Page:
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The economic impact of the coronavirus is about to get even worse

The weather is getting colder and the days are getting shorter — accelerating the economic and psychological damage of the coronavirus pandemic.

The big picture: During the summer, businesses took advantage of outdoor dining, exercise and shopping, and families and friends safely gathered outside and at a distance. As the season changes, much of what made the last several months bearable will vanish.


Businesses that have made it this far could start closing in droves.

  • The pandemic has already forced at least 100,000 restaurants to close indefinitely or permanently.
  • Those that have stayed open in big metros have done so by seating patrons outside. And although many cities are extending outdoor dining permits into the fall and winter, restaurateurs doubt customers will want to sit outside in the cold or the rain — unless they spend big on outdoor heaters.
  • Many other businesses — from yoga studios to music schools — have been conducting classes outside all summer. Their customers may disappear in the winter, too.

Washington's failure to deliver relief in the form of a stimulus package is hammering the economy.

  • The unemployment situation is rapidly worsening. "We’re seeing a transition from short-term unemployment to a situation where a lot of these workers are not going to have a job to get back to," says James Stock, an economist at Harvard.
  • And the lack of stimulus money and unemployment insurance is pushing Americans to tighten their wallets — a troubling sign for the economy's health.
  • "The expiration of enhanced unemployment insurance benefits pulled $667 billion in purchasing power out of the economy in August alone," per the Economic Policy Institute.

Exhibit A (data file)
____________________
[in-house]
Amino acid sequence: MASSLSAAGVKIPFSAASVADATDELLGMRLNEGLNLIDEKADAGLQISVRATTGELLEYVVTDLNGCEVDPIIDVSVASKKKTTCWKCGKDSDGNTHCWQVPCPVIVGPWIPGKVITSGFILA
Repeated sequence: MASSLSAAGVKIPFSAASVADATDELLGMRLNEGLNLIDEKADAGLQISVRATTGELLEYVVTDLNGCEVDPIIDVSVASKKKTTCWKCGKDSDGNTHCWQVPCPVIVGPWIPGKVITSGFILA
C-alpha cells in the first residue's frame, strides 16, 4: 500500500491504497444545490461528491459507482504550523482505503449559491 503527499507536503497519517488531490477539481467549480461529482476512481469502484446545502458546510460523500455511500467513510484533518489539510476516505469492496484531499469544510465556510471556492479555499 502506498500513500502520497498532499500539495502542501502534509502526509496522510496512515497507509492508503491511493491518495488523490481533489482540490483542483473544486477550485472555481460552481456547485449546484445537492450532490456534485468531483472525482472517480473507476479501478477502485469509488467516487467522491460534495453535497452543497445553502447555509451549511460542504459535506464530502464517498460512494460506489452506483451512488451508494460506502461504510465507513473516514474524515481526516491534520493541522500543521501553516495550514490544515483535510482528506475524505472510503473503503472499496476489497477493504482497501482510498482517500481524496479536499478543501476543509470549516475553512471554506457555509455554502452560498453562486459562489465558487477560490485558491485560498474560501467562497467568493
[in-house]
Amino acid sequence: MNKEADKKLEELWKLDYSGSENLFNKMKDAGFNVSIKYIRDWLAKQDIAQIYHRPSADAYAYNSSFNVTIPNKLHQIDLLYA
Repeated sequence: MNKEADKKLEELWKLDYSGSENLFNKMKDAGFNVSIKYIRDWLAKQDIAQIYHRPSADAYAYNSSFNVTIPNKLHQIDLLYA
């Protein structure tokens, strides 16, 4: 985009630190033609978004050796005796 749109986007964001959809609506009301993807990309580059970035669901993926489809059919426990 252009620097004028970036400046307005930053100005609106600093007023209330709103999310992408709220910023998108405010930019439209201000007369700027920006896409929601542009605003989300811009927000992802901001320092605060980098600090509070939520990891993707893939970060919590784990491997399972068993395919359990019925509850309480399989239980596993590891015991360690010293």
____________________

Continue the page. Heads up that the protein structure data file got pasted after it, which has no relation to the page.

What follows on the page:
The upcoming holiday season could trigger case spikes all over the country — or further devastate the hard-hit travel industry.

  • "People are tired of isolation and lockdown," Stock says. Many may use the holidays as an excuse to gather indoor in groups, which dramatically increases the likelihood of transmission and spread.
  • But if people choose not to travel for the holidays, the already-battered travel industry — set to lose $500 billion this year — will lose even more money and shed even more jobs.

It didn't have to be this way. With masks, social distancing and other precautions, America could have controlled the virus. But we didn't.

  • "It's technically completely feasible to have a pre-vaccine recovery, but we’ve just chosen not to do that," says Stock. "We’ve chosen deaths and job losses over health and recovery."

The bottom line: In July, I wrote that the pain of the pandemic was about to get a lot worse. It turns out we hadn't seen anything yet.

How Biden might tackle the Iran deal

Four more years of President Trump would almost certainly kill the Iran nuclear deal — but the election of Joe Biden wouldn’t necessarily save it.

The big picture: Rescuing the 2015 Joint Comprehensive Plan of Action (JCPOA) is near the top of Biden's foreign policy priority list. He says he'd re-enter the deal once Iran returns to compliance, and use it as the basis on which to negotiate a broader and longer-lasting deal with Iran.

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Democrats look to Kamala Harris as bridge to next generation

Progressive leaders see Sen. Kamala Harris, if she's elected vice president, as their conduit to a post-Biden Democratic Party where the power will be in younger, more diverse and more liberal hands.